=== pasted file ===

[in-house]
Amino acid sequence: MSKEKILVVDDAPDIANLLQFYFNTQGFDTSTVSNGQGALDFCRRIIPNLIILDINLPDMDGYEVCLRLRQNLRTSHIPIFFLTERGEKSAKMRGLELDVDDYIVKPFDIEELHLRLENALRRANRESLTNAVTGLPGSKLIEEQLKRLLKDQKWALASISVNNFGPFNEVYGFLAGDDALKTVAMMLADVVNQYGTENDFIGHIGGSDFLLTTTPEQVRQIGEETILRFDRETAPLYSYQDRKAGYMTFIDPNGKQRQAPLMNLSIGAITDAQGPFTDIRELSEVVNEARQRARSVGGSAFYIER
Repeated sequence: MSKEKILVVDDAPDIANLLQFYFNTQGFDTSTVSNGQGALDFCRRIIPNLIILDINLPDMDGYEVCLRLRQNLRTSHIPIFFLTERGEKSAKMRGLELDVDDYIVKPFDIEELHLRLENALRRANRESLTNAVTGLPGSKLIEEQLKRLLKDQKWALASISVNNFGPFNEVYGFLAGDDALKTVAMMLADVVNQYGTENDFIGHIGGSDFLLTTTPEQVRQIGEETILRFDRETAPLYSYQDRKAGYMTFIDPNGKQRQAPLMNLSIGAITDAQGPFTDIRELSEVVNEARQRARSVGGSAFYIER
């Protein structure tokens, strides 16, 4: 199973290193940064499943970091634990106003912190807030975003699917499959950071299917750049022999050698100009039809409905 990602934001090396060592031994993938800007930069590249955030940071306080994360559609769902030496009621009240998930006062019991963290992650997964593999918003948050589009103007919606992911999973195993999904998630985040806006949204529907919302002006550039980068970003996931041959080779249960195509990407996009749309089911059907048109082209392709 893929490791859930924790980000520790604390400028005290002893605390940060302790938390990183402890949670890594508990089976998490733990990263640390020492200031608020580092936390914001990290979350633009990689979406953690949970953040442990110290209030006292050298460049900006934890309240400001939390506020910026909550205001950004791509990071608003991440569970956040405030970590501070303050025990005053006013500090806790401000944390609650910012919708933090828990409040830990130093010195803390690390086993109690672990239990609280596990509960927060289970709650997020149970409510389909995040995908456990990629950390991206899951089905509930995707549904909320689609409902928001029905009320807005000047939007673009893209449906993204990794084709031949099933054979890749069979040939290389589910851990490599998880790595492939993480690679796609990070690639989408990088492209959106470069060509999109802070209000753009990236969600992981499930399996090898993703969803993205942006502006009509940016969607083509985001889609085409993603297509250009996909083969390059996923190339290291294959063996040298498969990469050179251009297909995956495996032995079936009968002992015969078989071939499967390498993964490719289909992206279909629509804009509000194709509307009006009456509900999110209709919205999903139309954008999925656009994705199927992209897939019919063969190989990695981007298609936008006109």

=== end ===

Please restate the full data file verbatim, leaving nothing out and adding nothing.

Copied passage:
[in-house]
Amino acid sequence: MSKEKILVVDDAPDIANLLQFYFNTQGFDTSTVSNGQGALDFCRRIIPNLIILDINLPDMDGYEVCLRLRQNLRTSHIPIFFLTERGEKSAKMRGLELDVDDYIVKPFDIEELHLRLENALRRANRESLTNAVTGLPGSKLIEEQLKRLLKDQKWALASISVNNFGPFNEVYGFLAGDDALKTVAMMLADVVNQYGTENDFIGHIGGSDFLLTTTPEQVRQIGEETILRFDRETAPLYSYQDRKAGYMTFIDPNGKQRQAPLMNLSIGAITDAQGPFTDIRELSEVVNEARQRARSVGGSAFYIER
Repeated sequence: MSKEKILVVDDAPDIANLLQFYFNTQGFDTSTVSNGQGALDFCRRIIPNLIILDINLPDMDGYEVCLRLRQNLRTSHIPIFFLTERGEKSAKMRGLELDVDDYIVKPFDIEELHLRLENALRRANRESLTNAVTGLPGSKLIEEQLKRLLKDQKWALASISVNNFGPFNEVYGFLAGDDALKTVAMMLADVVNQYGTENDFIGHIGGSDFLLTTTPEQVRQIGEETILRFDRETAPLYSYQDRKAGYMTFIDPNGKQRQAPLMNLSIGAITDAQGPFTDIRELSEVVNEARQRARSVGGSAFYIER
């Protein structure tokens, strides 16, 4: 199973290193940064499943970091634990106003912190807030975003699917499959950071299917750049022999050698100009039809409905 990602934001090396060592031994993938800007930069590249955030940071306080994360559609769902030496009621009240998930006062019991963290992650997964593999918003948050589009103007919606992911999973195993999904998630985040806006949204529907919302002006550039980068970003996931041959080779249960195509990407996009749309089911059907048109082209392709 893929490791859930924790980000520790604390400028005290002893605390940060302790938390990183402890949670890594508990089976998490733990990263640390020492200031608020580092936390914001990290979350633009990689979406953690949970953040442990110290209030006292050298460049900006934890309240400001939390506020910026909550205001950004791509990071608003991440569970956040405030970590501070303050025990005053006013500090806790401000944390609650910012919708933090828990409040830990130093010195803390690390086993109690672990239990609280596990509960927060289970709650997020149970409510389909995040995908456990990629950390991206899951089905509930995707549904909320689609409902928001029905009320807005000047939007673009893209449906993204990794084709031949099933054979890749069979040939290389589910851990490599998880790595492939993480690679796609990070690639989408990088492209959106470069060509999109802070209000753009990236969600992981499930399996090898993703969803993205942006502006009509940016969607083509985001889609085409993603297509250009996909083969390059996923190339290291294959063996040298498969990469050179251009297909995956495996032995079936009968002992015969078989071939499967390498993964490719289909992206279909629509804009509000194709509307009006009456509900999110209709919205999903139309954008999925656009994705199927992209897939019919063969190989990695981007298609936008006109």